Freedom of religion, yes. Equality, yes. But no favoritism.

  • List the Mosques or Masjid in Palawan here.
  • List the Catholic churches and chapels in Palawan here.
  • List the Methodist churches in Palawan here.
  • List the Iglesia Ni Cristo churches in Palawan here.
  • List the Seventh-day Adventist churches in Palawan here.
  • List the Church of Jesus Christ Latter day Saints (Mormons) churches in Palawan here.
  • List the Presbyterian churches in Palawan here.
  • List the Baptist churches in Palawan here.

Schools in Palawan, Philippines

  • Take a picture of your school building(s) and send your pictures via email to ( or message me via Facebook. I will then post the pictures in this page.

Due to Covid19: Pursuant to the instructions of President Roa Duterte, and as recommended by the DepEd, classes for the year 2021-2022 will be opened but will be monitored.

  • List of schools: >>> click

PUBLIC NOTICE: Why pretend that the National language of the Philippines is Tagalog? It should be English. To be a Teacher, doctor, lawyer, engineer, architect, nurse, computer technician; what books do you learn from? English books of course. All your tests are in English. The constitution of the Philippines is written in English. All the laws and new laws introduced by congress are in English. For that matter, you can't be a teacher in a school system unless you know English. The "Licensure Exam for Teachers" is in ENGLISH! Who are these people forcing Tagalog down our throats? Tagalog is simply one of the many dialects of the Philippines. Keep your dialects but learn and be fluent and proficient in ENGLISH.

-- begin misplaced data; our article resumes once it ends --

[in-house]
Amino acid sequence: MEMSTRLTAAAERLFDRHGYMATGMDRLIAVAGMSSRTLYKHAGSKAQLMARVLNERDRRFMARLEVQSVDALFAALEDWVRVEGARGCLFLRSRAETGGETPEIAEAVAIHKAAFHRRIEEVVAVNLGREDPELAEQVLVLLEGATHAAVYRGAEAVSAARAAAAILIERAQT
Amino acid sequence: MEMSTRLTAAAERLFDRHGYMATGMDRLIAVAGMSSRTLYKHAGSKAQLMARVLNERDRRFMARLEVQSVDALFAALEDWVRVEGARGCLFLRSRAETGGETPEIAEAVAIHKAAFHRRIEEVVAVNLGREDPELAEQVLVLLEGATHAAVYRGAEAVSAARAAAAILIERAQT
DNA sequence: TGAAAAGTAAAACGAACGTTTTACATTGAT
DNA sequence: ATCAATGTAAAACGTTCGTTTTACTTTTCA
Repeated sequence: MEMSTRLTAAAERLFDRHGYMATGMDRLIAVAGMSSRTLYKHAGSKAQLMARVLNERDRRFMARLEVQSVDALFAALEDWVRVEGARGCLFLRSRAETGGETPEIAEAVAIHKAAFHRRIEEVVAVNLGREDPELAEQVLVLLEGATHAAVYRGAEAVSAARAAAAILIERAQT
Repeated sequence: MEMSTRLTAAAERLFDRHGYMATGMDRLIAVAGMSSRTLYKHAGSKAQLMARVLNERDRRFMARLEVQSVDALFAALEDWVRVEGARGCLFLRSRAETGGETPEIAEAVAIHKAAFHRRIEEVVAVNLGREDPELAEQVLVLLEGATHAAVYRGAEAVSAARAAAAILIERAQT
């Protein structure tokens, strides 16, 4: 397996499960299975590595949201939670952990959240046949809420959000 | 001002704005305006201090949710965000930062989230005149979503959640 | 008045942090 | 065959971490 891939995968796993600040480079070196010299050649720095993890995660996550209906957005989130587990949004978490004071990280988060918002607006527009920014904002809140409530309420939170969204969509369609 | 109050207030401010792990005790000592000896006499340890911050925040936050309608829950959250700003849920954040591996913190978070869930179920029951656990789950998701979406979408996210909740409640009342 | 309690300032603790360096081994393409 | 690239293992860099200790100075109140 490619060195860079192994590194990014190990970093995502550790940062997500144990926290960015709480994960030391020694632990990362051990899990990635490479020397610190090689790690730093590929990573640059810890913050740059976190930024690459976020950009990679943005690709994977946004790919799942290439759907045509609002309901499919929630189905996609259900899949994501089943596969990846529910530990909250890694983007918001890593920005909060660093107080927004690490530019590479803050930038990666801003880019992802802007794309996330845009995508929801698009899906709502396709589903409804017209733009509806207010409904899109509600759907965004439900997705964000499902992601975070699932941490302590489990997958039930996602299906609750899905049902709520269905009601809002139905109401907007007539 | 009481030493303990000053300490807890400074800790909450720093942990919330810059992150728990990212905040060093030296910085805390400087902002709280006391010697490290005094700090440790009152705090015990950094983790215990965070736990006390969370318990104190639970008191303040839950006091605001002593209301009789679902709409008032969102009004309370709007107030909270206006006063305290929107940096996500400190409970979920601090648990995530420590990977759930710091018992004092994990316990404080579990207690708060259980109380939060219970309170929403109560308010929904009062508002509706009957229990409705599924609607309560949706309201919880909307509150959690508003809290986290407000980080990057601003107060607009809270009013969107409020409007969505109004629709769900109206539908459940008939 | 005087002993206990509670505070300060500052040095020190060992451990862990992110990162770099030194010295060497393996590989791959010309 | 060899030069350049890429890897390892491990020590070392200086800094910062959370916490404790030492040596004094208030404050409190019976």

1. Palawan State College - Puerto Princesa
  2. Holy Trinity College - Puerto Princesa
  3. Palawan Polytechnic College - Puerto Princesa

Public High Schools in Palawan
Names of School Head of School
Aborlan National High School Tonelyn M. Diaz
Abaroan National High School Luzviminda G. Jovelo
Abo-Abo National High School Aurelia B. Marquez
Abongan National High School Evelyn G. Alvarez
Alimanguan National High School Lanny R. Montecalvo
Alimanguan National High School - New Canipo National High School Luz M. Cabrestante
Apurawan National High School Vinelyn Bueno-Almenso
Araceli National High School Estela P. Valles
Araceli Western Brgy. High School Ma. Teresa D. Santos
Aramaywan National High School Eduardo P. Jolipas
Bagong Bayan High School Romelyn L. Lavega
Bagong Sikat National High School Clarissa D. Ripalda
Balabac National High School Antonio B. Pungyan
Barotuan National High School Darlene M. Jose
Bataraza National High School Valentin T. Tamaño
Bato National High School Eleodora J. Famini
Bohol High School Pamela B. Cayapas
Brooke's Point National High School - Pangobilian National High School Dawin H. Omar
Bucana National High School Johanna P. Francisco
Bugsuk National High School Carmen A. Savaris
Bugsuk National High School - Mangsee Annex Enalin C. Loyloy
Bugsuk National High School - Sibaring Shirley A. Cabanes
Bunog National High School Joy E. Galgo
Busy Bees National High School Dionisia S. Espinosa
Cagayancillo National High School Felix F. Buncag
Calandagan National High School Danilo V. Garcellano
Calategas National High School David C. Tablazon
Calawag National High School Roy A. Bacomo
Candawaga National High School Gilda P. Fresnillo
Caruray National High School Rolly P. Aballa
Casian National High School Merlyn U. Destura
Central Taytay National High School Lutgarda S. Juanich
Coron SOF Nestor V. Urate
Coron SOF - Borac Annex Aurelia T. Panlilio
Culandanum National High School Gina D. Lopez
Culion Sanitarium Special National High School Renato R. Correa
Cuyo BHS Pablito M. Cervancia
Danawan National High School Flor P. Ponce De Leon
Dumagueña National High School Dolores J. Basa